Jenny Germann paints her adopted hometown of Lancaster with colors as warm as her considerable affection for the city.
Whether she’s focusing on freshly ground spices at a Central Market stand or the bricks of a downtown restaurant, the colors almost vibrate with life.
And the fact that Germann’s works are woodburned paintings brings them a depth that seems particularly fitting.
Her exhibit, “Comings and Goings,’’ opens Friday at Red Raven Art Company.
“This is a body of work that is most consistent with how I view this area,’’ Germann says. “I love this place so much. There are so many great moments in our city and county — the color is a great way to represent that.’’
Germann was born in Kansas and lived much of her adolescent life in Texas.
Just as she was headed to college, her parents moved to Lancaster so her dad could take a job here. After graduating, she followed with her husband, woodworker/cabinetmaker Evan Germann.
The couple now lives in the city’s west end.
Ironically through a number of circumstances, her entire family (siblings too) now lives in Lancaster.
“All of them migrated out here,’’ she says.
“It’s been really special. We haven’t all been in the same place since high school. It’s nice to build a life out of choice and intention.”
Paying homage to her city through her art is as natural as taking a daily walk. She simply chronicles what she sees.
“Art is about observation and daily experience,’’ Germann says. “I wanted to document my life. It’s the way I feel comfortable expressing my own experience. I wander around. I take pictures of what is striking to me, what makes me feel something.’’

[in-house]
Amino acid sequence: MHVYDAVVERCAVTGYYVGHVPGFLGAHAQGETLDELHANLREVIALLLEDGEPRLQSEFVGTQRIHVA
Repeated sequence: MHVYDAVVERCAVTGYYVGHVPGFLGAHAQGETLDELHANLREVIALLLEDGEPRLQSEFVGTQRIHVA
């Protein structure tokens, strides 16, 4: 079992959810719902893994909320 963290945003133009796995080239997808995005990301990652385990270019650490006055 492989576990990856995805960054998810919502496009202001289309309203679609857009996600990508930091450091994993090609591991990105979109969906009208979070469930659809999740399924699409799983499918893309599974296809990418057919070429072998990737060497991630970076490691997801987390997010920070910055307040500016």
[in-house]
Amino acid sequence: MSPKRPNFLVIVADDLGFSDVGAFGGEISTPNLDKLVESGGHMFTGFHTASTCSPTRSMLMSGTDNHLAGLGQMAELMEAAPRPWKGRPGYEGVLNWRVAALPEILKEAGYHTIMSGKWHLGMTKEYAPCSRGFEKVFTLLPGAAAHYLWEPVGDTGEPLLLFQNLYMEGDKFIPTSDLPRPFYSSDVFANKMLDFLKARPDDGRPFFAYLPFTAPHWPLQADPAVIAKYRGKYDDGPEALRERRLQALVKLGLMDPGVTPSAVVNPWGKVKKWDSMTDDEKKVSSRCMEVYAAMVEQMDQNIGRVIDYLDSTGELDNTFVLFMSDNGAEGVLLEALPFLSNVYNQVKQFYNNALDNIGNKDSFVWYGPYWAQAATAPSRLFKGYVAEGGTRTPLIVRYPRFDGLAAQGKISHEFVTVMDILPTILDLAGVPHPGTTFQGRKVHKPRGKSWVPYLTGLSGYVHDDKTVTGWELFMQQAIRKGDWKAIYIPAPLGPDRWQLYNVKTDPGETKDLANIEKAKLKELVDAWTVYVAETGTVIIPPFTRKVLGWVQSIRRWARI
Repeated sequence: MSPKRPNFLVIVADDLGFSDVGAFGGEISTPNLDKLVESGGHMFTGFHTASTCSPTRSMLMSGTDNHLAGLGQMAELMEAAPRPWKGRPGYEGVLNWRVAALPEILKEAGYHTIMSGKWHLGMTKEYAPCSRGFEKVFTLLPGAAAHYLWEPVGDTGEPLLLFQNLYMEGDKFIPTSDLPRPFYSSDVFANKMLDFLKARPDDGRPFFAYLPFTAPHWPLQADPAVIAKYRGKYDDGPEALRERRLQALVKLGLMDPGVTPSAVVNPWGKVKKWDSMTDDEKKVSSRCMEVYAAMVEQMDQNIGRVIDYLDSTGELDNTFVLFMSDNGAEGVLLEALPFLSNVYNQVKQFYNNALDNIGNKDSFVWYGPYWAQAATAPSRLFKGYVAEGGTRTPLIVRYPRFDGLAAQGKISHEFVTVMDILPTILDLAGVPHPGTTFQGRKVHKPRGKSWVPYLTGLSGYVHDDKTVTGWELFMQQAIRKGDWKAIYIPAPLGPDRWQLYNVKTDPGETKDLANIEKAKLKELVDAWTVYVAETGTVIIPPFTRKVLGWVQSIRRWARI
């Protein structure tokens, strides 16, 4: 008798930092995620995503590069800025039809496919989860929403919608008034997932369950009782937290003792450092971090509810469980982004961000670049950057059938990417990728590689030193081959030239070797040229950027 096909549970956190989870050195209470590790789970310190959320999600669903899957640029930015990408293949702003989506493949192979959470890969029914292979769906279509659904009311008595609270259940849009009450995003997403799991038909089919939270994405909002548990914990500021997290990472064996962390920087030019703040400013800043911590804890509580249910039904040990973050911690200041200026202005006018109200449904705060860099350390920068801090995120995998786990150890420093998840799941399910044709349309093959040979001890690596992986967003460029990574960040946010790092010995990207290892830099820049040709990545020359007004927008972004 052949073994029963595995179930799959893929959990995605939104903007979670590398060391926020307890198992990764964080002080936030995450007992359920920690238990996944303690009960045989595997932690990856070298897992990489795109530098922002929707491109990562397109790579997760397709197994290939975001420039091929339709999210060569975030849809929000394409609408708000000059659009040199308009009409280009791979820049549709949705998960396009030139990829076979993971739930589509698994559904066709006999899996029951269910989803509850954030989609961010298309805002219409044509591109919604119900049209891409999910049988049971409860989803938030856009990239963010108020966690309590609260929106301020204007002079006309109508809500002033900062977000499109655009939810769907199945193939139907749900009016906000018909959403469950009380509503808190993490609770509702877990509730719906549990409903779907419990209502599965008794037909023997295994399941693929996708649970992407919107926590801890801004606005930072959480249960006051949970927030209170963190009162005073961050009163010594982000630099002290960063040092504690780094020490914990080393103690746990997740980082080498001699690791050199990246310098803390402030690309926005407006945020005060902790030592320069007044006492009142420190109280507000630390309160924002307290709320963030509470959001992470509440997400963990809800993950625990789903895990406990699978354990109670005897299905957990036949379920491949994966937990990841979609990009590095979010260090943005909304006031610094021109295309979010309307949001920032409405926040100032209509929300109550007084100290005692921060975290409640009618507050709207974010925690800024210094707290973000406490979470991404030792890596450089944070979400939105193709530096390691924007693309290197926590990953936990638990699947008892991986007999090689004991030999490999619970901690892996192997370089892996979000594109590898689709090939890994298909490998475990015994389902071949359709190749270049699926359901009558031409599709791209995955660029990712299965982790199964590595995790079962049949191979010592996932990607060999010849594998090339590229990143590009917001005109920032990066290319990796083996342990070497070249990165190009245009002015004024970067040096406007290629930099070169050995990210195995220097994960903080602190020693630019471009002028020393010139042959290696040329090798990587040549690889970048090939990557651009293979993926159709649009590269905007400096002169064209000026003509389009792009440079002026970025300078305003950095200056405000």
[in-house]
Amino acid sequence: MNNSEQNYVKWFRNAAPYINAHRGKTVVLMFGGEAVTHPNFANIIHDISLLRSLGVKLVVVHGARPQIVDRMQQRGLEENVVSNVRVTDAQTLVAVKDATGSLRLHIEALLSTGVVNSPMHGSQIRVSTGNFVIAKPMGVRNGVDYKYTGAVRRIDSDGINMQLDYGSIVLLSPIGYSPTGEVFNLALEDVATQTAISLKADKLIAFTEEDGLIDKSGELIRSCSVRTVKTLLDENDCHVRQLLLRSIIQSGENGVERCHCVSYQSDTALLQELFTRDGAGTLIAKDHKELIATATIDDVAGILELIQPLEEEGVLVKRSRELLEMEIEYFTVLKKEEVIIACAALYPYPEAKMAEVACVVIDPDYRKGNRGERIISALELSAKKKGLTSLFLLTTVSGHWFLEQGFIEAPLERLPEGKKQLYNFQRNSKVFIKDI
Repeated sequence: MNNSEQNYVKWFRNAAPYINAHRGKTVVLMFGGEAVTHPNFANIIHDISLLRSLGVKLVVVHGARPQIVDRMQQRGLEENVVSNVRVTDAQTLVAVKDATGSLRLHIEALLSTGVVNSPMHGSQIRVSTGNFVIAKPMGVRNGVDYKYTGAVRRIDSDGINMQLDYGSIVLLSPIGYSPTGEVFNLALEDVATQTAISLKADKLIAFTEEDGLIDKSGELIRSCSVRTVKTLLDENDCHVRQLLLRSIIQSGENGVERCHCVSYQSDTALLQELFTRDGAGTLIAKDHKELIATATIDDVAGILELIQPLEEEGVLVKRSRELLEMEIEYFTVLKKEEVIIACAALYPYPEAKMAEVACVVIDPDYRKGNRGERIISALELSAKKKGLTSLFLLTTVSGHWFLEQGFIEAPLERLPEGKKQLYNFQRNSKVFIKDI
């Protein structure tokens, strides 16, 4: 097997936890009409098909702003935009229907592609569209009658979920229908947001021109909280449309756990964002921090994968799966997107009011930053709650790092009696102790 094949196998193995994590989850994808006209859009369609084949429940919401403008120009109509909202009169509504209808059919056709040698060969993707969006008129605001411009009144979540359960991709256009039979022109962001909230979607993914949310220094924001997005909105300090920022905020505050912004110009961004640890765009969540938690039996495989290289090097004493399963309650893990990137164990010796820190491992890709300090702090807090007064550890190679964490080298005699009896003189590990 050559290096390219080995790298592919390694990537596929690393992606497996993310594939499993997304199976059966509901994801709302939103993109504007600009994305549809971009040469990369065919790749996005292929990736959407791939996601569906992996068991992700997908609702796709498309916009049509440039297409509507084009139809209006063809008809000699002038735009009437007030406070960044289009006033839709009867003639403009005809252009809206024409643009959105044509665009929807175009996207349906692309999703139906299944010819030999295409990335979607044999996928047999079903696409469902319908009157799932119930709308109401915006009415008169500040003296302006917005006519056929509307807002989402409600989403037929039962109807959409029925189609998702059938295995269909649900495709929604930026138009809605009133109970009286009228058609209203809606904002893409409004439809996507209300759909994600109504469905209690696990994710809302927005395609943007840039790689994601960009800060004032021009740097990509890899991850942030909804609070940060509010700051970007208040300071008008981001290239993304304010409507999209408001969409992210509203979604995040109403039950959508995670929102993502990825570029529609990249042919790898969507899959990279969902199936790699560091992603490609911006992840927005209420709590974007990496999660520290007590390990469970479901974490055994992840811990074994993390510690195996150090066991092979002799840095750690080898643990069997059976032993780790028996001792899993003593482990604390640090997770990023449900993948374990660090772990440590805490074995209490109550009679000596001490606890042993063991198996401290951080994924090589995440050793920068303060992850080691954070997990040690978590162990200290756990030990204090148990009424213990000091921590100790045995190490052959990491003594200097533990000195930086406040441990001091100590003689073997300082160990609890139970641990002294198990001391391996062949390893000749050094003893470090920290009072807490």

In her living room studio space, the artist begins the process of interpreting those images, and she uses a variety of tools to that end.
It begins with wood — basswood or birchwood panels of various sizes. She burns the images onto the wood with a variety of tools, and then paints them with gouache, which she likens to a mix between watercolor and acrylic.
She’s relatively new to the method, having always used watercolors on wood panels in the past.
“(Gouache) has more consistency to it, it lays on top of the wood,’’ she says, allowing the colors to pop.
“It feels like more of a representation of who I am.’’
Interestingly, Germann didn’t start out as a woodburning artist, nor was her medium of choice watercolors or gouache.
After graduating with a bachelor’s in fine arts from the University of Kansas, Germann’s preferred medium was oils.
But necessity, as they say, is the mother of invention.
“My husband is a woodworker,’’ Germann says. “He always had wood scraps around and because we were basically broke I started utilizing that. Watercolors seemed to respond the best to wood. It brought out the grain.”
Later she started “testing out’’ a blow torch in her dad’s garage and began experimenting with heat on the wood.
From that initial experimentation, Germann began forming her techniques.
“I have quite a few different techniques to achieve different results,’’ she says.
Woodburning pens and torches form the bulk of her tools, but she’s begun experimenting with ammonium chloride, as well, a compound which creates a chemical burn in the wood.
Her works range in size from a modest 12 by 12 inches to a substantial 28 by 40, and can take anywhere from eight to 40 hours to complete.
But for Germann, whose “day job” is executive director of the Manheim Township Educational Foundation, the work is a labor of love.
It’s also an artistic chronicle of the city she’s adopted as her own.
Back when Germann graduated from college about a decade ago, she and her now husband had planned to save their money and move to Chicago.
The couple moved in with her parents in Lancaster to help meet that goal.
But goals change.
“We were going to move to Chicago, but we fell in love with the area, the people, the culture, and we decided this is where we wanted to make our home.
“It’s like the hometown that you choose rather than one you were born into. I’m here because I want to be.”